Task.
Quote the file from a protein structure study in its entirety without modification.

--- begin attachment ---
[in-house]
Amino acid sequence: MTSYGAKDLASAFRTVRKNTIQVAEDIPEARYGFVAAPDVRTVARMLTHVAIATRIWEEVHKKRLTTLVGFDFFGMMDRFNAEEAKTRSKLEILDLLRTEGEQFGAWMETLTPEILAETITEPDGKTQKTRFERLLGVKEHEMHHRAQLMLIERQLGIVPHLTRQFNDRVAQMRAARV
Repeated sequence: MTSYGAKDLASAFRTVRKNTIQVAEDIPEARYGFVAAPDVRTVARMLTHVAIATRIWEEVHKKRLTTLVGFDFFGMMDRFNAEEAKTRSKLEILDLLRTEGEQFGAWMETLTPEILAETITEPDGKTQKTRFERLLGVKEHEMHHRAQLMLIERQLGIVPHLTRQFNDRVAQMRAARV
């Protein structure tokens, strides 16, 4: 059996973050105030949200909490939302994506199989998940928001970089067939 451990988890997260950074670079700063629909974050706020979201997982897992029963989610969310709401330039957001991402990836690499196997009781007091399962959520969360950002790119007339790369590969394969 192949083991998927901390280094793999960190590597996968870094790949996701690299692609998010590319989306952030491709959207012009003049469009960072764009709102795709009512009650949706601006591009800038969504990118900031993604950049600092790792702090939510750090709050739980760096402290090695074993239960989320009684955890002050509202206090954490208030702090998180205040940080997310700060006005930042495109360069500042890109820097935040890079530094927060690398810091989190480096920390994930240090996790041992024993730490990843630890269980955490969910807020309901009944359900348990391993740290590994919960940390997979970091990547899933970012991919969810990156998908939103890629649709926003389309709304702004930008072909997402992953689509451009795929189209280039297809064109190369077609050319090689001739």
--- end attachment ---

[in-house]
Amino acid sequence: MTSYGAKDLASAFRTVRKNTIQVAEDIPEARYGFVAAPDVRTVARMLTHVAIATRIWEEVHKKRLTTLVGFDFFGMMDRFNAEEAKTRSKLEILDLLRTEGEQFGAWMETLTPEILAETITEPDGKTQKTRFERLLGVKEHEMHHRAQLMLIERQLGIVPHLTRQFNDRVAQMRAARV
Repeated sequence: MTSYGAKDLASAFRTVRKNTIQVAEDIPEARYGFVAAPDVRTVARMLTHVAIATRIWEEVHKKRLTTLVGFDFFGMMDRFNAEEAKTRSKLEILDLLRTEGEQFGAWMETLTPEILAETITEPDGKTQKTRFERLLGVKEHEMHHRAQLMLIERQLGIVPHLTRQFNDRVAQMRAARV
């Protein structure tokens, strides 16, 4: 059996973050105030949200909490939302994506199989998940928001970089067939 451990988890997260950074670079700063629909974050706020979201997982897992029963989610969310709401330039957001991402990836690499196997009781007091399962959520969360950002790119007339790369590969394969 192949083991998927901390280094793999960190590597996968870094790949996701690299692609998010590319989306952030491709959207012009003049469009960072764009709102795709009512009650949706601006591009800038969504990118900031993604950049600092790792702090939510750090709050739980760096402290090695074993239960989320009684955890002050509202206090954490208030702090998180205040940080997310700060006005930042495109360069500042890109820097935040890079530094927060690398810091989190480096920390994930240090996790041992024993730490990843630890269980955490969910807020309901009944359900348990391993740290590994919960940390997979970091990547899933970012991919969810990156998908939103890629649709926003389309709304702004930008072909997402992953689509451009795929189209280039297809064109190369077609050319090689001739």